Myths about Counseling

Myths about Counseling

Often times, people may be considering counseling/therapy, but hold back because they believe in one of the common myths about counseling.   This post explores six common myths about counseling/therapy and the reality behind these myths.

Myth One:  Only crazy people go to counseling.

Reality:   The people who go to counseling are just like you and me.  They are people who typically function fairly well in their lives, but want to address some underlying concern such as; sadness, worry or irritability.  They may be experiencing a relational issue with their partner, child or colleague that they want to address.

Myth Two:  I don’t have time for counseling.

Reality:   If you are ready to commit to counseling, but time is a barrier for you attending therapy, you may need to get creative about how fit counseling into your schedule.   In a previous post, I shared 15 Creative Ways to Make Time for Counseling.   It is important to remember that depending on your reasons for seeking counseling, it may be a short term commitment.

Myth Three:   Counseling is too expensive.

Reality:   Most insurance plans include coverage for counseling appointments if you qualify for a mental health diagnosis.   It may be worthwhile to check into the mental health coverage for your specific insurance plan before ruling out counseling based on its cost.  There are also clinics where you can receive free counseling services.

Myth Four:  My counselor/therapist won’t really care about me.

Reality:   Therapists do care about their clients, but it is in a different way than how a friend or family member may care about you.   Therapists spend time outside of session reflecting on the work they are doing and how they can support you in making the changes you desire.  Therapists want you to be successful in achieving your therapy goals.

Myth Five:  I won’t have anything to talk about.

Reality:  You’d be surprised how much you actually have to talk about.   It’s not uncommon that one of my clients will tell me that they didn’t think they had anything to talk about, but once they sat down and we got going the therapy hour was filled.  You will work with your counselor to identify the treatment goals/focus of your work in counseling and this will set the framework for your sessions.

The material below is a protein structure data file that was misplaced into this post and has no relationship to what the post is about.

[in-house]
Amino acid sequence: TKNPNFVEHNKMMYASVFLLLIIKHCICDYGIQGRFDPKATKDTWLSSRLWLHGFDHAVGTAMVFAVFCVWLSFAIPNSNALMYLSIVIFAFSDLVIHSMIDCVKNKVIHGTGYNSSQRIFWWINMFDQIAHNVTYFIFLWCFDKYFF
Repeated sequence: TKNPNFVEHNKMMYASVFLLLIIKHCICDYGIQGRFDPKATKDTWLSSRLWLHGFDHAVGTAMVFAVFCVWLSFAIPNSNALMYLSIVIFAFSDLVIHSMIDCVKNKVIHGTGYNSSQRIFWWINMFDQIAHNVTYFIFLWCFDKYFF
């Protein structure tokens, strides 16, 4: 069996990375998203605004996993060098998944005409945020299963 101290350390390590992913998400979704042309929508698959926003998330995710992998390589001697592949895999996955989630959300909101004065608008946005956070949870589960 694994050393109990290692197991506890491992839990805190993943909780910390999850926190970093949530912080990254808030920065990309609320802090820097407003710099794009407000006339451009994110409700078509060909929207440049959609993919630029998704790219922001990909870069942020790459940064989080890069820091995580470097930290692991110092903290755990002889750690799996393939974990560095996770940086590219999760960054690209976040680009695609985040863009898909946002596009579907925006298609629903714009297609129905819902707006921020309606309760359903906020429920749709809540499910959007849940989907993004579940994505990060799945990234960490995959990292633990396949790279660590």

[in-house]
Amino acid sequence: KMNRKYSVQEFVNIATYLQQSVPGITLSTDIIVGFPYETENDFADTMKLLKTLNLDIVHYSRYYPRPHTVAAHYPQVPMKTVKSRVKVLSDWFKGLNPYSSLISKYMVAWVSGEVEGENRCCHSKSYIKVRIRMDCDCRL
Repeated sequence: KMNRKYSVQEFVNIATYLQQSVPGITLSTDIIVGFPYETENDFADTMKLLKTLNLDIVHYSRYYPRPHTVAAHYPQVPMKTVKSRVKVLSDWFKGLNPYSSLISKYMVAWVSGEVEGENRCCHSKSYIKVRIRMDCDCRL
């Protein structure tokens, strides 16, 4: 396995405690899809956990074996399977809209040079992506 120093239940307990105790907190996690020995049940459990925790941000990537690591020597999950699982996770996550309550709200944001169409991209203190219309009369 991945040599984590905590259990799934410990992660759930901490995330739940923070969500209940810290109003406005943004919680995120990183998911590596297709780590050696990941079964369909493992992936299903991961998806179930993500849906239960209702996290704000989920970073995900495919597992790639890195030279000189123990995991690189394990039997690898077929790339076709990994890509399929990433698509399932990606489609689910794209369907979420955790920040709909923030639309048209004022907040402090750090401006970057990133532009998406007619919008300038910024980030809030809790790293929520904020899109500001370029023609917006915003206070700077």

Myth Six:  My counselor/therapist will tell me what to do.

Reality:  Your therapist will not likely tell you what to do, although he or she may make recommendations.    Therapists respect their clients’ choice to follow or not follow the recommendations made.   Therapists do not regularly offer a lot of suggestions or give a lot of advice.   Therapists believe that you are the expert on yourself and your situation and want to empower you to believe the same.    Through the therapeutic process you will explore and process issues that you want to work on, but ultimately your therapist will empower you to identify what, if any, changes you want to make.

If you are considering counseling, but have questions about what to expect, I strongly encourage you to bring your questions and concerns to your potential counselor/therapist.  It would be unfortunate not to pursue counseling just because of a myth about the counseling experience.


If you are looking for counseling in the Eagan, Minnesota area, you may want to visit my Counseling Page for more information about the counseling services I offer.

2 thoughts on “Myths about Counseling

  1. I enjoyed your list of myths and they are most definitely myths! There is such a stigma surrounding every aspect of mental health and that includes counseling itself. There is still a thought many harbor that to admit you need/want counseling that you are weak. And especially for men, who from a very young age are taught to keep their feelings to themselves. If only they would try. I think they would be pleasantly surprised.

  2. Julie, yes there are many societal messages that contribute to myths about counseling as well as experiencing emotions in general. Thank you for sharing your thoughts.

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